Set off for the Cliffs of Moher and the Burren, approx. 2:30hrs drive from Cork City. The Cliffs of Moher are one of the most stunning sights you will come across in your lifetime. The cliffs are over 200 meters (700 feet tall and are over 8 km (5 miles) long making them a breathtaking sight along the Atlantic coast of Clare. On a clear day, which are rare, you can see the Aran islands along with the Blasket islands. There is a tourist centre which provides shelter from the elements along with the history of the cliffs and the surrounding area.
The Aran islands are famous too for their iconic knitwear.
You can also see The Burren in the surrounding area which is a Karst landscape. The Burren is accurately summed up with the statement from Edmund Ludlow that “it is a country where there is not enough water to drown a man, wood enough to hang one, nor earth enough to bury him.”
Irish road trip: Day 5
Galway, in the west of the country, is a far cry from Dublin. It is a smaller city but also has a much more artistic and laid back vibe than the capital, Dublin. Many people that visit the Irish shores prefer Galway city over Dublin as it feels more traditionally Irish.
The county of Galway is famous for Connemara also which has Irish-speaking regions know as the Gaeltacht. Irish teenagers visit the Galetacht every summer in an attempt to improve their knowledge of the Irish language. Connemara itself is loved by visitors as it is very much the traditional Ireland, you will see hand built stone walls and small cottages at every turn. We recommend driving out to Spiddle/Spiddal and savoring the beautiful beaches and countryside that is unspoiled.
After enjoying the tranquility of Spiddal and the surrounding areas, return to the electric Galway city for the afternoon/evening where you can take in all the live music and dancing the place has to offer. Aim for the Latin quarter and you are bound to have a brilliant time.
Irish road trip: Day 6
The drive to Dublin is almost completely on a motorway which means it is a very easy drive, taking approx. 2:30hrs. Aim to arrive in Dublin for noon giving you the afternoon to tour the capital city. Dublin is full of sights to see but as time is limited we will select our favorites which are close in proximity to the city centre.
Things to do in Dublin:
Trinity College and the Book of Kells – Arguably one of the most famous landmarks and places to visit in Ireland. Trinity college is the most prestigious university in Ireland The Book of Kells is housed in the stunning old library of the college. The Book of Kells is thought to be over 1200 years old and is Ireland’s national treasure.
St. Stephen’s Green – Located in the center of the city, it is a great place to unwind for an hour after your hectic week. There is a famous statue of Oscar Wilde in the park, the renowned Irish poet, novelist and playwright.
Grafton Street – The premier shopping street of Ireland, this is the ideal place to pick up a memento of your week in Ireland or a gift for family and friends at home. Located adjacent to St. Stephen’s Green.
Kilmainham Gaol – The number 1 attraction on Trip Advisor for Dublin. The jail held many Irish leaders involved in the 1916 Easter Rising prior to their execution on the grounds. It was built in 1796 and films such as Michael Collins, The Italian Job, In The Name of the Father and The Wind That Shakes the Barley were shot here. It is a must to book tickets in advance to guarantee admittance to the Gaol, we advise visitors to book as far out from their trip as possible as it can be booked out for weeks in advance. You can book tickets here.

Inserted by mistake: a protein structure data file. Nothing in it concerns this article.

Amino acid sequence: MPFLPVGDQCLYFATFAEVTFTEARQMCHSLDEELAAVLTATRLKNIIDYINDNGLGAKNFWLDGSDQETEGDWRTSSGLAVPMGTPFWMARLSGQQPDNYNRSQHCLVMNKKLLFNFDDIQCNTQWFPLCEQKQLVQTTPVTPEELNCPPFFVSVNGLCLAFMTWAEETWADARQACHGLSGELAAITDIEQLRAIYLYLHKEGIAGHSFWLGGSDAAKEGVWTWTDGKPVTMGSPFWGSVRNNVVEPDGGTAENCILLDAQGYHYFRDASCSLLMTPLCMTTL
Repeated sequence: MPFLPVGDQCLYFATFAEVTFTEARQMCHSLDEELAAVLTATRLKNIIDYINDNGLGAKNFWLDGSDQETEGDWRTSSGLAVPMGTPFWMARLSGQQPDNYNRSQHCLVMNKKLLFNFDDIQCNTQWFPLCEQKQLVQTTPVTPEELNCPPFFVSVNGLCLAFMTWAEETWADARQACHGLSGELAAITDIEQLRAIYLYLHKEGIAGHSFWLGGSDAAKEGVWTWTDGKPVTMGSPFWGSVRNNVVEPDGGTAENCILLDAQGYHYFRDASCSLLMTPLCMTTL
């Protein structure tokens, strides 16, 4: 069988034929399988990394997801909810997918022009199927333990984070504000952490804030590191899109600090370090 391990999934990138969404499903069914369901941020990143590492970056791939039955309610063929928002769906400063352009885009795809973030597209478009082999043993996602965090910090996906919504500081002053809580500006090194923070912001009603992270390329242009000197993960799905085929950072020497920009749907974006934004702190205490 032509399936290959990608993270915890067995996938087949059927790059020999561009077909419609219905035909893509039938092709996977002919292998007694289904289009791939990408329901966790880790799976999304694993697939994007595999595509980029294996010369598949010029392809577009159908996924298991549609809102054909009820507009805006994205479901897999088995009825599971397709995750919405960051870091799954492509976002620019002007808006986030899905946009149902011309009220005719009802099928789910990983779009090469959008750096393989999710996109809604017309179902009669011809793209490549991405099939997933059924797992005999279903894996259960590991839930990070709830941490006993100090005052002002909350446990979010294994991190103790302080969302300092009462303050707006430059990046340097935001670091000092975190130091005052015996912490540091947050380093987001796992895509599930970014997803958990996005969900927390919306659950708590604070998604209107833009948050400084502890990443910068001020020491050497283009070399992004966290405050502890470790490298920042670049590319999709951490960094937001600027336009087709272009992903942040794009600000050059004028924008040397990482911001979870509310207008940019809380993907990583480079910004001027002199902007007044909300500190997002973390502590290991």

Guinness Storehouse – You have been thinking about this all week, time to embrace Ireland’s most famous export. Make sure to truly savor every second of your pint here as it is likely to be the best pint of Guinness you will ever taste. The tour itself shows the remarkable level of detail that goes into ensuring the taste is consistent in every keg produced. You can even pull your own pint of Guiness, who knows, if you are good at it you may end up staying in Ireland and moonlight as a bar man in one of the many pubs around the country!
Temple Bar – Although it is expensive for drinks, even by Dublin standards, Temple Bar is loved by our visitors. There are cobble locked streets, live music on every corner and more than enough pubs to sample even more local whiskys and stouts.
Irish road trip: Day 7
The last day of your trip has arrived and you are feeling the effects of the crazy week (maybe you also slightly overdid it last night!). If time allows before your flight you should try to visit Croke Park and Glasnevin Cemetry, both of which are in the direction of the airport from the city center.
Croke Park – Ireland’s national games, Gaelic Football and Hurling, are played here with the finals of both sports occurring in September every year. Croke Park is the 3rd largest stadium in Europe in terms of capacity with room for 82,300 people. This is even more remarkable when you consider the players are completely amateur yet have more supporters cheering them on than most professional teams in the world. There is an excellent tour of the stadium available and there are interactive games where you can test your skills at both Gaelic Football and Hurling. If you are feeling particularly energetic and adventurous there is also a sky-walk on the stadium roof on offer giving you a view of the city.
Glasnevin Cemetry – The resting place of Ireland’s most famous and notable figures such as Michael Collins, Eamon de Valera, Daniel O’Connell, Christy Brown and Luke Kelly of Dubliners fame. There are tours available for visitors throughout the year. There are two tours a day, seven days a week. We recommended booking your tour ticket in advance here as it can be busy.
Your time in Ireland has come to an end, if you are returning the car to the airport before you depart there are gas stations beside the airport for you to fill the tank of the rental. Make the most of the duty free shopping by stocking up on Irish food and drink to bring back with you.
Keep warm on your Irish road trip
We hope this guide to spending a week in Ireland was useful for you and please contact us in the comments below or on our Facebook page if you have any further questions. If you want to be warm during your visit to Ireland why not purchase a traditional Aran sweater, you will be glad of it in the evenings!